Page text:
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Oxford : Real Estate Advice

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Activity 3
Thu Jul 23, 2009
Angela Dolber answered:
Hi Anya,

I think "going green" is definitely starting to catch on with home builders, but it really depends on how contemporary and green you are thinking of going. You want to construct a home that is not unique to the point where you have a limited amount of interested buyers, and sometimes contemporary does just that, again, depending on how "contemporary" you plan on going and mainly where you are building the home as well. If you're in a more rural setting, I can see this type of home selling okay, but put it in a neighborhood and it will be the "unique" home on the block, maybe overvalued for the neighborhood, thus not being able to find any comparable homes for it when an appraiser does his value if an offer is presented and accepted.

I only mention the last thing because nowadays with the banks being stricter on appraisals, if an appraiser can't find comparable homes, it's even harder to put a value on the home and for a bank to accept giving a buyer a loan. So I would throw caution to you when building it (if you wish to re-sell it in the future) that going green is of course a great idea, especially if you focus on functionality like glass windows to the southern exposure, but not so out there that a buyer wouldn't be able to buy it due to its unique nature.

Angela Dolber
Prudential Prime Properties
508-826-8553
angela@pruprimehomes.com
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Fri May 2, 2008
Don Tepper answered:
You'd have to ask the owners. My guess is that they think that their house will sell better without you there. Maybe the house doesn't show well with you in there (that sometimes happens). Or maybe they think that their house will just show better empty. (Usually, it doesn't.) Or maybe they don't understand the lease to own concept. In most circumstances, yes, it would make more sense to keep you in there, even as a renter, for the cash flow. But if they've been trying to sell their house unsuccessfully for 4 years, then the odds of them selling it any time soon empty appear unlikely.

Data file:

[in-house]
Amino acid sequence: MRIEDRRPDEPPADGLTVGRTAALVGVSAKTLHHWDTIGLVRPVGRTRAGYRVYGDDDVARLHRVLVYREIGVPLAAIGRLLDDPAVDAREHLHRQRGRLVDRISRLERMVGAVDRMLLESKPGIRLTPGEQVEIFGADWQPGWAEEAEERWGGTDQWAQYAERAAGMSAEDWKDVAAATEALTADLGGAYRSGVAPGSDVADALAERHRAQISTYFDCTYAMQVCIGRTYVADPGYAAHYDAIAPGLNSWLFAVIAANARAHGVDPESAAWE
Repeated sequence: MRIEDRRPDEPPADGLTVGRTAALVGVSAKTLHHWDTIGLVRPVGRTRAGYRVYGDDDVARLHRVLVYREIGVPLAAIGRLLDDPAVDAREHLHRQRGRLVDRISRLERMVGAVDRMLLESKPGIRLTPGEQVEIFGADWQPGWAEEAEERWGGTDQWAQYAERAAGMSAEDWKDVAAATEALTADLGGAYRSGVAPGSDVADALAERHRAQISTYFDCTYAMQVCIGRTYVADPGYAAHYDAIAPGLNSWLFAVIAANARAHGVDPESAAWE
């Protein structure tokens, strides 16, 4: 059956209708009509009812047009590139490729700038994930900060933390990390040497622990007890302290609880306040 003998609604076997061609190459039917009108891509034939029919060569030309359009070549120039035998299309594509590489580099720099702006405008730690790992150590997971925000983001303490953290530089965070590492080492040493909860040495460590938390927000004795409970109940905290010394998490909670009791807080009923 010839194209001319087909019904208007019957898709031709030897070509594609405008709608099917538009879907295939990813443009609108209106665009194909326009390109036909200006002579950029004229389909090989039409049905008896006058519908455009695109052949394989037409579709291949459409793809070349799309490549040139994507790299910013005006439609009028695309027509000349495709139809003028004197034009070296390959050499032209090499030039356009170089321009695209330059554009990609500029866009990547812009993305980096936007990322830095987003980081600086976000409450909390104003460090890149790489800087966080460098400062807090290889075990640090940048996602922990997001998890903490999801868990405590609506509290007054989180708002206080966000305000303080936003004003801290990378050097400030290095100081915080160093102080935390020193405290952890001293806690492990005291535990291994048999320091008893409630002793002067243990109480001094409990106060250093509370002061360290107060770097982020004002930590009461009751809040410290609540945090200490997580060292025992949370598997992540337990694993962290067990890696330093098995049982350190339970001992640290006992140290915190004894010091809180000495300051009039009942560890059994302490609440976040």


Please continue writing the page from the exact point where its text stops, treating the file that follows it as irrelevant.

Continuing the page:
One other point: If they've been trying to sell it for 4 years, it's overpriced. Period. Yes, maybe it doesn't show all that well with you there. But 4 years? And that should give you at least a clue on what a reasonable purchase price should be.

My suggestion: Get a Realtor to do a CMA to find out what the house is really worth. Then work up some numbers for the sellers, showing the relative cost of keeping the house empty, no cash flow, for say 6 months (or longer), plus the real estate commission upon sale, versus your proposal of a lease to own, constant cash flow, and a purchase, albeit probably at a lower amount than their likely overinflated price.

Hope that helps.
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Wed Apr 9, 2008
Howard Koor answered:
Why don't you buy it now? You will get to write off your interest payments and real estate taxes. Also you will capture any appreciation on the property over the next few years. Is the rent/lease payments that much less than a mortgage would be? You need to run the numbers. Good luck..... ... more
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